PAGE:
Joe Girardi’s return as manager of the New York Yankees was all about family.
Girardi signed a four-year contract Wednesday to stay with New York through 2017. FOX Sports Insider Ken Rosenthal reports that the deal is worth $16 plus incentives, making Girardi the second-highest paid MLB manager, after Los Angeles Angels skipper Mike Scioscia.
With the Yankees missing out on the playoffs this season for the second time in 19 years, the 48-year-old Girardi got an early start on determining his future. He went over several possible scenarios with his wife, Kim, and three children that included taking a year off, pursuing a broadcasting job or managing somewhere else. But they quickly came to the conclusion that six years in New York was not enough.
”It wasn’t ever a lot of thought that I might not possibly come back. I just had to make sure that everyone was still on board,” Girardi said on a conference call.
Girardi was in the final month of his second three-year contract (worth $9 million) with the Yankees since taking over for Joe Torre after the 2007 season, and he asked for a fourth year in the new deal.
The contract includes as much as $4 million in bonuses, according to a person with knowledge of the agreement. The person spoke on condition of anonymity because financial details were not announced.
”Our lives have been here for six years,” Girardi said. ”I think stability is important.”
The pull of returning to his native Illinois to manage the Chicago Cubs, the team he grew up rooting for, did not factor greatly into his decision because once his family agreed he should manage it was set on New York.
”Chicago is special to me. And I think it’ll always be special to me,” Girardi said. ”But this place is really special to me, too. Because of what I’ve experienced here. . . . And my kids and my wife are established in the community here. We just thought it was important to stay.”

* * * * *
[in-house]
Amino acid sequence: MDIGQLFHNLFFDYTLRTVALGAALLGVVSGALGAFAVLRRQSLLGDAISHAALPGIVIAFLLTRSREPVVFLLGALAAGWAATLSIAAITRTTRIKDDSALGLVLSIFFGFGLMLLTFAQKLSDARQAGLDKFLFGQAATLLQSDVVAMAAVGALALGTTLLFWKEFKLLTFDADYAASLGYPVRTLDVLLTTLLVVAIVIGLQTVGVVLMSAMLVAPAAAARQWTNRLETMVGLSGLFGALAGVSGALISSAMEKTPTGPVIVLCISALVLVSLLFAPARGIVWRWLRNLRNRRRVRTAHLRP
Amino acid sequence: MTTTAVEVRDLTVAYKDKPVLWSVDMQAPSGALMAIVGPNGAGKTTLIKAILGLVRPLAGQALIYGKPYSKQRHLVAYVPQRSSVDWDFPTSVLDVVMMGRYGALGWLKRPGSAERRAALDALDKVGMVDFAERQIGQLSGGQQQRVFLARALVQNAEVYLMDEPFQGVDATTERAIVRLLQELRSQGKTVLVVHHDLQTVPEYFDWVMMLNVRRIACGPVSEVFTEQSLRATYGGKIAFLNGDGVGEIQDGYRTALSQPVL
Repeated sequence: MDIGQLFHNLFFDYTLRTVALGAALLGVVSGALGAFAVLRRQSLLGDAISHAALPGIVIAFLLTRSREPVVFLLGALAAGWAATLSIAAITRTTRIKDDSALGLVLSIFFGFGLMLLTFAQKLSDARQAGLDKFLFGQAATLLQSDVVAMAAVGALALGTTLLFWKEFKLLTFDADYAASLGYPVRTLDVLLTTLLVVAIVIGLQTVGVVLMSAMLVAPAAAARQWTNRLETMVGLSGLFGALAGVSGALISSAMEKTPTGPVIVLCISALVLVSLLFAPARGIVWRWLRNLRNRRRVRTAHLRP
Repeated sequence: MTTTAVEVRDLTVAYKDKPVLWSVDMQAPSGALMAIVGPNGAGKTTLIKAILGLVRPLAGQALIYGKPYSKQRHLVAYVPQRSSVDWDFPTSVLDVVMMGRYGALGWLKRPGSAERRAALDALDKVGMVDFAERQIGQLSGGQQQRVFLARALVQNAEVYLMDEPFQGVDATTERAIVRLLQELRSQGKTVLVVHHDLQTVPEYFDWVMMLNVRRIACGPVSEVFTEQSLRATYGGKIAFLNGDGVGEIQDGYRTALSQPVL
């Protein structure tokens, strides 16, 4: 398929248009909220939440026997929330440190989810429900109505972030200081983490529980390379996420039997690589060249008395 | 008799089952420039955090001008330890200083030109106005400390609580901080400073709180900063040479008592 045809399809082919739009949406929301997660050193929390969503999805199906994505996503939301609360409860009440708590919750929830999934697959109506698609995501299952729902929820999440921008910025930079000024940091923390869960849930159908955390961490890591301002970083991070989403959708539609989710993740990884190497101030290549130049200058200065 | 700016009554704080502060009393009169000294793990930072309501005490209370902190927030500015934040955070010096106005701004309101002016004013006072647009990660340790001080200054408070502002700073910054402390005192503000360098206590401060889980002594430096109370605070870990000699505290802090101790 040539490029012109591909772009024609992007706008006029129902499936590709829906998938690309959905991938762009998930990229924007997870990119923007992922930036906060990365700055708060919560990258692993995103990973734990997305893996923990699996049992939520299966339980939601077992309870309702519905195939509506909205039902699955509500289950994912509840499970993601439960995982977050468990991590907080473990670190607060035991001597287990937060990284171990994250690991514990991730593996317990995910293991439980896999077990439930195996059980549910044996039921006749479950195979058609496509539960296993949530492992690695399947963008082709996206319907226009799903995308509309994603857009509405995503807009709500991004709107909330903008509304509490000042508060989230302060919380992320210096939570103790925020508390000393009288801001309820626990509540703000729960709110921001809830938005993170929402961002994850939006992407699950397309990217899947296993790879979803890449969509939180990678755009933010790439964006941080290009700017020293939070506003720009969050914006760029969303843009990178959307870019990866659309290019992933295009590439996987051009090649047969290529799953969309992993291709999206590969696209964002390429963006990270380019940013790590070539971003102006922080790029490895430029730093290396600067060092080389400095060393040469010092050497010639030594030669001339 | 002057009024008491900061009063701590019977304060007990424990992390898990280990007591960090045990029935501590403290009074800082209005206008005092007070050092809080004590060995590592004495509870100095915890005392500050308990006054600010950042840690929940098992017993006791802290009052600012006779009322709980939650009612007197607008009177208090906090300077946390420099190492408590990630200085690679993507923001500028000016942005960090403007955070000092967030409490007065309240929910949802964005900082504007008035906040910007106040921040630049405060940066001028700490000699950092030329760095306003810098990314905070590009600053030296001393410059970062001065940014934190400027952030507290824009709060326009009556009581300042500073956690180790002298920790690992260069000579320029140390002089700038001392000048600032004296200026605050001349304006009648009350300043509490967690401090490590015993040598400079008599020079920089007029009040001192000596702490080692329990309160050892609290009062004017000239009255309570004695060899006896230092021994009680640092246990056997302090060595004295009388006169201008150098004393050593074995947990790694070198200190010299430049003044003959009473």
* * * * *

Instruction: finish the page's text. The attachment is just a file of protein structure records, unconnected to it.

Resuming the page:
In a 15-year career as a catcher, Girardi won three World Series titles with the Yankees from 1996-99. As manager, he has led New York to the playoffs in four of his six seasons, winning the World Series in 2009.
Under Girardi, the big-spending Yankees have gone a major league-best 564-408 (.580) since 2008.
Even though New York finished tied for third in the American League East at 85-77, Girardi had what many believed was his best season as a manager. He kept the Yankees in the playoff chase until late September despite significant injuries to stars Derek Jeter, Alex Rodriguez, Mark Teixeira and Curtis Granderson.
”I wouldn’t have come back if I didn’t think we could win a championship,” Girardi said. ”I know there’s a lot of work to be done. I know there’s a lot of holes that we have to fill. There’s people leaving and people retiring. But I have faith in our organization.”
Girardi is sticking with a team that places the utmost premium on winning championships but is entering the offseason with uncharacteristic uncertainty. Girardi thinks it may be the most uncertain time during his tenure in New York.
”It was something that I definitely thought about. What would the New York Yankees look like in 2014, and beyond?” he said.
Quite different, it turns out.
Mariano Rivera and Andy Pettitte just retired, Jeter played only 17 games this year after breaking his ankle last October and A-Rod is appealing a 211-game suspension.
All-Star second baseman Robinson Cano is a free agent, as are pitcher Hiroki Kuroda and Granderson. Cano could be seeking a 10-year contract worth as much as $305 million.
Also, Yankees managing general partner Hal Steinbrenner has said the team is determined to get under next year’s $189 million luxury tax threshold, which includes about $177 million for player salaries. General manager Brian Cashman, though, recently said it’s unclear if staying within that limit is possible.
”I think $189 million’s still an awful lofty number,” Girardi said.
He acknowledged the Yankees will have to mix in players from their minor league teams to help remake the roster. Steinbrenner has expressed disappointment in the farm system after several players failed to produce when thrust into major league roles this year.
But Girardi, the NL Manager of the Year in 2006 when he led a young Florida Marlins team to a 78-84 record in his first year as a manager, is hopeful.
”We want to see these guys move, and move quickly,” Girardi said. ”And you’d like to be able to say you have a core again of young players, which I think would be important to this organization.”